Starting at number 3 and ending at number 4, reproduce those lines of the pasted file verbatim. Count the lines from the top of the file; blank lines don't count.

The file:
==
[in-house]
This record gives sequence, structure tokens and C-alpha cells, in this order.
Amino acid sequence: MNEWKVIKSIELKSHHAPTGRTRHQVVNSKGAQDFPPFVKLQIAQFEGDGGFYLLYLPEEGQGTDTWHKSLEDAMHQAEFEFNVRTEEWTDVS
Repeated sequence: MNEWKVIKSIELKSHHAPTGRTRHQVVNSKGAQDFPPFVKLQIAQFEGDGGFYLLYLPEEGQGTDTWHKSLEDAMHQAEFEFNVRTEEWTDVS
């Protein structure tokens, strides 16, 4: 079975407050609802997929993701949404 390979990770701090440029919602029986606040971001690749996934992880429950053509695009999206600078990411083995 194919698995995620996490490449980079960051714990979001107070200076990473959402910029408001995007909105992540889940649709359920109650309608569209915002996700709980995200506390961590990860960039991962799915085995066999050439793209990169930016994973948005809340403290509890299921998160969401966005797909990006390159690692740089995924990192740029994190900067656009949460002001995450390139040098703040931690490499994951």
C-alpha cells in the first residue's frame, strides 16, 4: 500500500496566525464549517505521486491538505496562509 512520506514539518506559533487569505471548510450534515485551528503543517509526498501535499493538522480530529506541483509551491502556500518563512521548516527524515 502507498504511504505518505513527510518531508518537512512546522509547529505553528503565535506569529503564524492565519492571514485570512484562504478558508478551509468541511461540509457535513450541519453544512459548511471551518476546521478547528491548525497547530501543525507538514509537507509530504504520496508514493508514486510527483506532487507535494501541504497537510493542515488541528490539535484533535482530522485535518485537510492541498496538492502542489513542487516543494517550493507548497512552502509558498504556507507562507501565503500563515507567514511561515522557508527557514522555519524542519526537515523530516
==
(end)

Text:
Amino acid sequence: MNEWKVIKSIELKSHHAPTGRTRHQVVNSKGAQDFPPFVKLQIAQFEGDGGFYLLYLPEEGQGTDTWHKSLEDAMHQAEFEFNVRTEEWTDVS
Repeated sequence: MNEWKVIKSIELKSHHAPTGRTRHQVVNSKGAQDFPPFVKLQIAQFEGDGGFYLLYLPEEGQGTDTWHKSLEDAMHQAEFEFNVRTEEWTDVS